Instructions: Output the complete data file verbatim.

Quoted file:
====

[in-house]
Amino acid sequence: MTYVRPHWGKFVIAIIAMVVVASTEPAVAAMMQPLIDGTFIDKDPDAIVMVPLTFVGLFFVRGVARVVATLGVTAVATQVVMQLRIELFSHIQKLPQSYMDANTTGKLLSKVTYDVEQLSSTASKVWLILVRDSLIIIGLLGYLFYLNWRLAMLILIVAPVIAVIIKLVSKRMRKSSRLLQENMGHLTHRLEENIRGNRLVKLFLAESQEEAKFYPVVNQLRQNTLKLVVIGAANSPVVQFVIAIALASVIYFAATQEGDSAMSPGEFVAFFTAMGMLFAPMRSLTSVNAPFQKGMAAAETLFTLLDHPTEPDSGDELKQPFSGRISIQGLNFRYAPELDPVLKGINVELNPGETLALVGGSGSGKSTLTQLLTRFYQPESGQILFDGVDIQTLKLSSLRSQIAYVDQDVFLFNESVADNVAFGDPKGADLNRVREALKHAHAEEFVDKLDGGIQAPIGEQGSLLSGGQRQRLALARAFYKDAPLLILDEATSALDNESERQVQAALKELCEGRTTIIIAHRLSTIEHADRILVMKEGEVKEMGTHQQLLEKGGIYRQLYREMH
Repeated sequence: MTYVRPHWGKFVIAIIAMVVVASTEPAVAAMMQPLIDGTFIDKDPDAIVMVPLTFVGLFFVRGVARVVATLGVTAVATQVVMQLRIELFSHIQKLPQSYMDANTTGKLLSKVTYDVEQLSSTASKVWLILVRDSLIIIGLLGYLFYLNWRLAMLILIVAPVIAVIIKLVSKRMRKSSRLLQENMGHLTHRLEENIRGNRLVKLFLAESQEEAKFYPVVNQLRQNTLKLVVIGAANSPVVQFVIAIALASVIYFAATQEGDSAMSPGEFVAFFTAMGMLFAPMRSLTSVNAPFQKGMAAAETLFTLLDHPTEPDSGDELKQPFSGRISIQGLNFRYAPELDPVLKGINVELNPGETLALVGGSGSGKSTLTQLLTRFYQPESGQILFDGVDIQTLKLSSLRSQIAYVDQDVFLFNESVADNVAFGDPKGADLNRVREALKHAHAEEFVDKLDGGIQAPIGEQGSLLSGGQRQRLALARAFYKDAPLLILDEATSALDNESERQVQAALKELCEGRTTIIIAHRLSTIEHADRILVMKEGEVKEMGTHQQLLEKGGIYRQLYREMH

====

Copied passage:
[in-house]
Amino acid sequence: MTYVRPHWGKFVIAIIAMVVVASTEPAVAAMMQPLIDGTFIDKDPDAIVMVPLTFVGLFFVRGVARVVATLGVTAVATQVVMQLRIELFSHIQKLPQSYMDANTTGKLLSKVTYDVEQLSSTASKVWLILVRDSLIIIGLLGYLFYLNWRLAMLILIVAPVIAVIIKLVSKRMRKSSRLLQENMGHLTHRLEENIRGNRLVKLFLAESQEEAKFYPVVNQLRQNTLKLVVIGAANSPVVQFVIAIALASVIYFAATQEGDSAMSPGEFVAFFTAMGMLFAPMRSLTSVNAPFQKGMAAAETLFTLLDHPTEPDSGDELKQPFSGRISIQGLNFRYAPELDPVLKGINVELNPGETLALVGGSGSGKSTLTQLLTRFYQPESGQILFDGVDIQTLKLSSLRSQIAYVDQDVFLFNESVADNVAFGDPKGADLNRVREALKHAHAEEFVDKLDGGIQAPIGEQGSLLSGGQRQRLALARAFYKDAPLLILDEATSALDNESERQVQAALKELCEGRTTIIIAHRLSTIEHADRILVMKEGEVKEMGTHQQLLEKGGIYRQLYREMH
Repeated sequence: MTYVRPHWGKFVIAIIAMVVVASTEPAVAAMMQPLIDGTFIDKDPDAIVMVPLTFVGLFFVRGVARVVATLGVTAVATQVVMQLRIELFSHIQKLPQSYMDANTTGKLLSKVTYDVEQLSSTASKVWLILVRDSLIIIGLLGYLFYLNWRLAMLILIVAPVIAVIIKLVSKRMRKSSRLLQENMGHLTHRLEENIRGNRLVKLFLAESQEEAKFYPVVNQLRQNTLKLVVIGAANSPVVQFVIAIALASVIYFAATQEGDSAMSPGEFVAFFTAMGMLFAPMRSLTSVNAPFQKGMAAAETLFTLLDHPTEPDSGDELKQPFSGRISIQGLNFRYAPELDPVLKGINVELNPGETLALVGGSGSGKSTLTQLLTRFYQPESGQILFDGVDIQTLKLSSLRSQIAYVDQDVFLFNESVADNVAFGDPKGADLNRVREALKHAHAEEFVDKLDGGIQAPIGEQGSLLSGGQRQRLALARAFYKDAPLLILDEATSALDNESERQVQAALKELCEGRTTIIIAHRLSTIEHADRILVMKEGEVKEMGTHQQLLEKGGIYRQLYREMH